Even in August, while nearly all of Europe is on vacation, we find that economies don't get to take vacation. Europe will come back from its holiday and find that nothing has improved and some things have gotten worse. Specifically, Germany looks to be rolling over into recession. In this week's Outside the Box, Charles Gave of GaveKal looks at Deutschland and notes that while it might be able to handle a mild recession, problems will be that much worse in the rest of Europe, which needs a robust German consumer. This letter will print long due to a number of charts.
"While Europe's biggest economy should be able to endure this loss of altitude, the reverberation across Europe will be significant. The absence of exchange rate volatility over the last 15 years has allowed economies such as Italy and France to escape depression-type conditions, which might otherwise have occurred given their economic underpinnings.
"Now, however, there can be no escaping the fact that reduced German imports must cause a decline in French and Italian exports. This will likely be a shock for those who expect the German juggernaut to drag the southern economies back to growth. To put it bluntly, Germany will very shortly be subtracting from growth in the rest of Europe."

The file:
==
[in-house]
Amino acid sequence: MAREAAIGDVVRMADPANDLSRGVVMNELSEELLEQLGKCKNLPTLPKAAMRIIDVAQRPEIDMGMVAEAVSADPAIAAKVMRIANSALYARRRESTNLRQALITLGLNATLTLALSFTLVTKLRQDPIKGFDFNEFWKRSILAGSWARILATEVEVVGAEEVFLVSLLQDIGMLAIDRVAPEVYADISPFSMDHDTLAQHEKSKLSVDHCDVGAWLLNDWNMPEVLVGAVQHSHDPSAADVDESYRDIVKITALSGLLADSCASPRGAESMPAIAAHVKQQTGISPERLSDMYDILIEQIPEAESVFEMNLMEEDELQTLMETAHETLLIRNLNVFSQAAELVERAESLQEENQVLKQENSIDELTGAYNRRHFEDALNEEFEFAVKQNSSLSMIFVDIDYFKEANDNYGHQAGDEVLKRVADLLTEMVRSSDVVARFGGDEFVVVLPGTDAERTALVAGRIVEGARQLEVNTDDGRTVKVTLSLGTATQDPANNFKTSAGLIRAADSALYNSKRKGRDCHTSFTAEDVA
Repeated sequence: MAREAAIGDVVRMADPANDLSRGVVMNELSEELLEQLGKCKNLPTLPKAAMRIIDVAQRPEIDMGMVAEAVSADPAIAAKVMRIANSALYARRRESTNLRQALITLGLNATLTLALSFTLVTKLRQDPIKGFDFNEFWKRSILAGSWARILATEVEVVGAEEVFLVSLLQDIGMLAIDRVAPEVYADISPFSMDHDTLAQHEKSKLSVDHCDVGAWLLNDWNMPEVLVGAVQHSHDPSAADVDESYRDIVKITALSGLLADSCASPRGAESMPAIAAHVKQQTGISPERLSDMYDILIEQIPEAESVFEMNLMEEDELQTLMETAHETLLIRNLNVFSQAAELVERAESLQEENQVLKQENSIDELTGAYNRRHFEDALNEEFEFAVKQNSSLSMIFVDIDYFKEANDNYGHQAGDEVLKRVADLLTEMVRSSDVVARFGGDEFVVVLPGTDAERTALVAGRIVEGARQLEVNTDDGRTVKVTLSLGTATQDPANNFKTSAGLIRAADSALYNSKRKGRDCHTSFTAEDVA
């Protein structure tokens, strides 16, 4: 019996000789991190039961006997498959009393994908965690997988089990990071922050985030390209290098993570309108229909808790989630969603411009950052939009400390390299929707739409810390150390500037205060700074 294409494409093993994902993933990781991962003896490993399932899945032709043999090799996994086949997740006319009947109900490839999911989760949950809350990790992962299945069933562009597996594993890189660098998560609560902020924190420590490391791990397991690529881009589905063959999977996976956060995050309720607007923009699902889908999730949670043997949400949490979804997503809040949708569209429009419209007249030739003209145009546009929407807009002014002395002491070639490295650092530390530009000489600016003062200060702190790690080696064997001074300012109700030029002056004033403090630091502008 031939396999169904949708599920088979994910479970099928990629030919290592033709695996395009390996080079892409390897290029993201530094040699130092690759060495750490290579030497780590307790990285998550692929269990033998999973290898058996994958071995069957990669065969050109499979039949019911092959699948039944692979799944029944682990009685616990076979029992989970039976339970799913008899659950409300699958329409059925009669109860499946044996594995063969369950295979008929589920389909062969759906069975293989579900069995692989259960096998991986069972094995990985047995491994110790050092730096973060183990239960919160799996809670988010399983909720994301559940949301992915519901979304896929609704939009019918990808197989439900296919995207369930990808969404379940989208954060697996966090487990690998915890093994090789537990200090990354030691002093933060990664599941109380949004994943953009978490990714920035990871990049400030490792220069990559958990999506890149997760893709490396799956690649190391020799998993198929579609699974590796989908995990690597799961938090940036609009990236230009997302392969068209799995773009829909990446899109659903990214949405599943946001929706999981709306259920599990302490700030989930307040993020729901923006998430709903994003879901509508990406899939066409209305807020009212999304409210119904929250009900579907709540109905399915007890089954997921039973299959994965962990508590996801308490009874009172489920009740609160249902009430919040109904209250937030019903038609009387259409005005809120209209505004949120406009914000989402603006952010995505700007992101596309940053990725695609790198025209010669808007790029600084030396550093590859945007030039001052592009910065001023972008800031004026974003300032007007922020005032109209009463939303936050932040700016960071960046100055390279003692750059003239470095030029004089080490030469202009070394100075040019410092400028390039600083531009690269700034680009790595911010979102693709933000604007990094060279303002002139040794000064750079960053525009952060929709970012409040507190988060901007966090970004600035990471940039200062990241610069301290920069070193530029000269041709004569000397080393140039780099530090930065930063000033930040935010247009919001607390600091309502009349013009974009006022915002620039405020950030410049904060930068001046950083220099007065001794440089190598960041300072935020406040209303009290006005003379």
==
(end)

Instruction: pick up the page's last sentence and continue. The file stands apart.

Charles is one of the founders of GaveKal (along with his son Louis and Anatole Kaletsky). GaveKal is one of the world's leading independent providers of global investment research. It also advises several funds, with combined assets of more than US$1.2 bn. With eight partners and 45 employees, GaveKal has its headquarters in Hong Kong and offices in the US, Europe, and China.
I am back from a needed time off and feel ready to get back into the harness. So, without further ado, let's look at what Charles has to say.
Your wondering how David Copperfield does it analyst,
John Mauldin, Editor
Outside the Box
Is Germany Entering a Recession?
The western world's post-2007 economic horror show has already been lumped into the simplified moniker "Great Recession". In fact, the last five years have seen a series of distinct economic cycles that started with the precipitous global contraction induced by Lehman Brothers' failure.
Subsequently, a series of "second wave" recessions have hit Europe; these contractions started at the periphery with Greece and Ireland, moved to Portugal,…